This is a Rowe CD 100 jukebox. Features 100 CDs of your favorite music and is in excellent condition! What a fantastic piece of equipment to add to your home or location. Great for restaurants and arcades! Colors may vary. CDs not included.”
I saw this ad and the accompanying photo on a classified-ad web site. It makes a profound statement about the CD jukebox.
“This is a jukebox.” It is not trying to be anything more than that. You walk up to it, browse the selections, put in a coin or a bill, push the buttons and play the music. Straightforward, elegant and without guile. The CD jukebox makes no apologies — it only plays music and sounds great doing it.
“It features 100 CDs of your favorite music.” One hundred CDs. That’s over 130 hours of music, over 2500 three-minute songs. You could listen to music on a CD jukebox 24 hours a day for five-and-a-half days and still not hear all the music it might contain. And it’s important to remember that there is still some music on CD that isn’t available in any other format.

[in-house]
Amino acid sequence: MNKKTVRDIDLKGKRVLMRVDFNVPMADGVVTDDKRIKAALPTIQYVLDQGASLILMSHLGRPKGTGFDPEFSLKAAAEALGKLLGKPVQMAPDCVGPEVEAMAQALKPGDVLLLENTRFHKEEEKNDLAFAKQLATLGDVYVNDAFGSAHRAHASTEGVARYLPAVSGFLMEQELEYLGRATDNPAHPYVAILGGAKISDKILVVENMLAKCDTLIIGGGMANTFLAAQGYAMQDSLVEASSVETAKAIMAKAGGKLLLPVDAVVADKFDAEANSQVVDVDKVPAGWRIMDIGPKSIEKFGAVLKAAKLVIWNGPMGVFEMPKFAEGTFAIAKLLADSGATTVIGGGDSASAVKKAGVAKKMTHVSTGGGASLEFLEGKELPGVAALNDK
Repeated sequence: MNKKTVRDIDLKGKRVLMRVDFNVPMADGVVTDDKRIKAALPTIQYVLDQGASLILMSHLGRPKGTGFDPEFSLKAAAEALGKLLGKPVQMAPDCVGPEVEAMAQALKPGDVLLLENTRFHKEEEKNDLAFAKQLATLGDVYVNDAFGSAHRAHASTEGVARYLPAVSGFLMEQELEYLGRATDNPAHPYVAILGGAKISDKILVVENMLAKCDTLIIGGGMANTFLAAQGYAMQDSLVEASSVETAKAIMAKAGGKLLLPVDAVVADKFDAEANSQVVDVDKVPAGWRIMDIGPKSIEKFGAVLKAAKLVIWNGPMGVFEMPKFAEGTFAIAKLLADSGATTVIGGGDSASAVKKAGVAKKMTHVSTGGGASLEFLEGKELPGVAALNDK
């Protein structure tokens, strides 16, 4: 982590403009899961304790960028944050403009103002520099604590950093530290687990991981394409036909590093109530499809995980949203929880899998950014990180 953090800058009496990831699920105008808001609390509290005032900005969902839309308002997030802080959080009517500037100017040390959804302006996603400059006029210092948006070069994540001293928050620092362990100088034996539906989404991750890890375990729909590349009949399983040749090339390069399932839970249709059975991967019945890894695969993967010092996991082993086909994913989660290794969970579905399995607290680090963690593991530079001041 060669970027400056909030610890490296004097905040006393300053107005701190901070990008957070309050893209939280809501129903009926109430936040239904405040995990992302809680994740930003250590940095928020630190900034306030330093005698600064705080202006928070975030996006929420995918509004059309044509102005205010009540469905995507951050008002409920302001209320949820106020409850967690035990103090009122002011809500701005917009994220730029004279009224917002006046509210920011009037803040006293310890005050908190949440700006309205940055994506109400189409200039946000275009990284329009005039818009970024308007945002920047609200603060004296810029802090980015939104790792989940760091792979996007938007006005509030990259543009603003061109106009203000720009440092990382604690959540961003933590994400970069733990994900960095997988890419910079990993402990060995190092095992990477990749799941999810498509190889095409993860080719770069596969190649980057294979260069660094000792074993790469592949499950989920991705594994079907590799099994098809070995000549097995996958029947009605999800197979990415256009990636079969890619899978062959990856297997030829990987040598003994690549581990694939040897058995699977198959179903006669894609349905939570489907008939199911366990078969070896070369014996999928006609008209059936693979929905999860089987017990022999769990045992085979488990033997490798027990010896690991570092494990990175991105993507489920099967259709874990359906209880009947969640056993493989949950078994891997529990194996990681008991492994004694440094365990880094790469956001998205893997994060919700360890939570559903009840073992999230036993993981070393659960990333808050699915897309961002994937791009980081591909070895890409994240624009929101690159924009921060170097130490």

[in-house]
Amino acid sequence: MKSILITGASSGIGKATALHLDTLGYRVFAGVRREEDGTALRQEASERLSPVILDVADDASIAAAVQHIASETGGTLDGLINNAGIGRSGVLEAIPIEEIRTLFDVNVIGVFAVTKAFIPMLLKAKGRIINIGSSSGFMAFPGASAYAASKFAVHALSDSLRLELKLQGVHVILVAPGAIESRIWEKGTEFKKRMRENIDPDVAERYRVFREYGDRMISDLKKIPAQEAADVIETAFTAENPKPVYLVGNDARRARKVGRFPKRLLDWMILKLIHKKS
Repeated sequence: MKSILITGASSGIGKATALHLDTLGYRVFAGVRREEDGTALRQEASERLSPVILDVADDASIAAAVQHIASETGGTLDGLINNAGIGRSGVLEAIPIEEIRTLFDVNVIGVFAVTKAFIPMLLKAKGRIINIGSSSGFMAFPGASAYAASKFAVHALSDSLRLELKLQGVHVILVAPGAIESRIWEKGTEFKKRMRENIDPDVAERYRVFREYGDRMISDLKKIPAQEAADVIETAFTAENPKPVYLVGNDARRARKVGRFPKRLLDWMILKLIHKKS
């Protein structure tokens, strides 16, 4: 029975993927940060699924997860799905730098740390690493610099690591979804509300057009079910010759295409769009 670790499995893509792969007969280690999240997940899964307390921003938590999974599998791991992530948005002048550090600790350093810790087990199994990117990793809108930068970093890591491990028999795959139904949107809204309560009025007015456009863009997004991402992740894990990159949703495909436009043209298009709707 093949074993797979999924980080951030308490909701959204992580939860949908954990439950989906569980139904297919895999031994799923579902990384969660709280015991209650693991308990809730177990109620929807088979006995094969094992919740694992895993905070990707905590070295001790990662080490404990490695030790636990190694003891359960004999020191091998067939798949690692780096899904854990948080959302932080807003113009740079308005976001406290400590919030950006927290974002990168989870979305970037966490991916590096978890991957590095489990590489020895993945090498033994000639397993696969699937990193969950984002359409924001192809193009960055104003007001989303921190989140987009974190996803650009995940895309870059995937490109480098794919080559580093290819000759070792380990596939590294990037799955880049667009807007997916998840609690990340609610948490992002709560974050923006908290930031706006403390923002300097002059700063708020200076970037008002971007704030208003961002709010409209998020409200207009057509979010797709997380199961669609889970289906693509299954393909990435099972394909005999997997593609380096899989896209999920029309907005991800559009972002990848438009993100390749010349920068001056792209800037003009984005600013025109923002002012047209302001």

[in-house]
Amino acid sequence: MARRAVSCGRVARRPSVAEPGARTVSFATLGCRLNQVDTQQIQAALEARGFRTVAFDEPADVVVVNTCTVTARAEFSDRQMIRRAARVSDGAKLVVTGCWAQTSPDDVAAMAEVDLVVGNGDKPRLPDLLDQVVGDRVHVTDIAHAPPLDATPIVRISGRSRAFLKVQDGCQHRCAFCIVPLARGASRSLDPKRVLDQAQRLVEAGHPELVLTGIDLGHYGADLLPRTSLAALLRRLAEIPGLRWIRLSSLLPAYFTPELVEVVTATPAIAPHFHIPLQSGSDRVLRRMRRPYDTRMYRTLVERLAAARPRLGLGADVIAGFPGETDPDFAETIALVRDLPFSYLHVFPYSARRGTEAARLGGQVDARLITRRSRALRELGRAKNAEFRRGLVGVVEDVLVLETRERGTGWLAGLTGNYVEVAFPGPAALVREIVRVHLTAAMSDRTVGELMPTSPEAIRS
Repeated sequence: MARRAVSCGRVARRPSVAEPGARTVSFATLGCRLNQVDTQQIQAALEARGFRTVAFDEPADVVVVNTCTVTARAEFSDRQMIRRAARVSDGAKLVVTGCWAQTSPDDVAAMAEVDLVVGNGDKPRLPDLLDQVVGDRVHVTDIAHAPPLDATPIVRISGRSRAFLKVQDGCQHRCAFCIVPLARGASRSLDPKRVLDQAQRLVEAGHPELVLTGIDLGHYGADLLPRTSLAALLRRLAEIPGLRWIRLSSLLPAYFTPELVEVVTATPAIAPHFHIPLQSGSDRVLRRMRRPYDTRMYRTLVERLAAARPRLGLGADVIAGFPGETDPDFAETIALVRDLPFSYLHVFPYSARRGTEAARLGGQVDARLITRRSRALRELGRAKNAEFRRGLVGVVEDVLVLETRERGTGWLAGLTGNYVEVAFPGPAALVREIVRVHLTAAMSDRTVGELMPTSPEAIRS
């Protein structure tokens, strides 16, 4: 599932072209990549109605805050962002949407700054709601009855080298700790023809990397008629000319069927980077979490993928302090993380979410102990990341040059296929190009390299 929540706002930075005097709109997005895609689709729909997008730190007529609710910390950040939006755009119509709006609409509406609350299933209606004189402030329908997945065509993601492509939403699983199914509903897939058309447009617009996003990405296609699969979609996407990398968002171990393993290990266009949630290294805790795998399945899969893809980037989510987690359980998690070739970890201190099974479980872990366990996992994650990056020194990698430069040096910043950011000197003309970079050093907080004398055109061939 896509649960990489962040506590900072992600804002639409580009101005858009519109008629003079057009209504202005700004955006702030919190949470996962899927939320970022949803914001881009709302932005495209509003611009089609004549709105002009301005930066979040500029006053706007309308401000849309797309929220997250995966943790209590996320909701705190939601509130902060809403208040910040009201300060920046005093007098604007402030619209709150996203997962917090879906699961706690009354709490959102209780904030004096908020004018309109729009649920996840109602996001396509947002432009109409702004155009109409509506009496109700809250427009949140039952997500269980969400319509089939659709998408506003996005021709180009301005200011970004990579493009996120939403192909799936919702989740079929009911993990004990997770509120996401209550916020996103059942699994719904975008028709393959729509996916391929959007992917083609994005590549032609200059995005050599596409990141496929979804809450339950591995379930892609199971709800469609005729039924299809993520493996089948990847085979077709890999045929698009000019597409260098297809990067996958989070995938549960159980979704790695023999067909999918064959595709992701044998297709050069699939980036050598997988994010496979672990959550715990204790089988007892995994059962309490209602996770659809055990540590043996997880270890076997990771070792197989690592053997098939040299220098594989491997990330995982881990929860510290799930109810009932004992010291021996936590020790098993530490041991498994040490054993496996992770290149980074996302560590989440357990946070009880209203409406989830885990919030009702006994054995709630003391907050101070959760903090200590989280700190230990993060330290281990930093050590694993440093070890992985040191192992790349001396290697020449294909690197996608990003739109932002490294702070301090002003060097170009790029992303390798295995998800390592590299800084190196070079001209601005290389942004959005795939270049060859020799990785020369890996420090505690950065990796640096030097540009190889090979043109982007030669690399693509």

But it was the phrase “in excellent condition” that really caught my eye. Clearly, the CD 100 pictured in the ad is in excellent physical condition. The market for operators of CD jukeboxes is also in excellent condition. As new technologies and highly-touted business models have moved in, the CD juke has remained an operator’s steadfast ally. Five years ago operators began telling us that they planned a 100% route conversion to digital. Now as 2013 begins, we still hear operators tell us that CD is a significant part of their routes. Even the most hardcore proponent of digital machines admits that he still has a couple CD jukes on location.
I’m proud to still be supporting the CD format, long after many experts had buried the technology. It continues to serve operators well in a range of locations. The CD jukebox is indeed “a fantastic piece of equipment to add to your home or location.”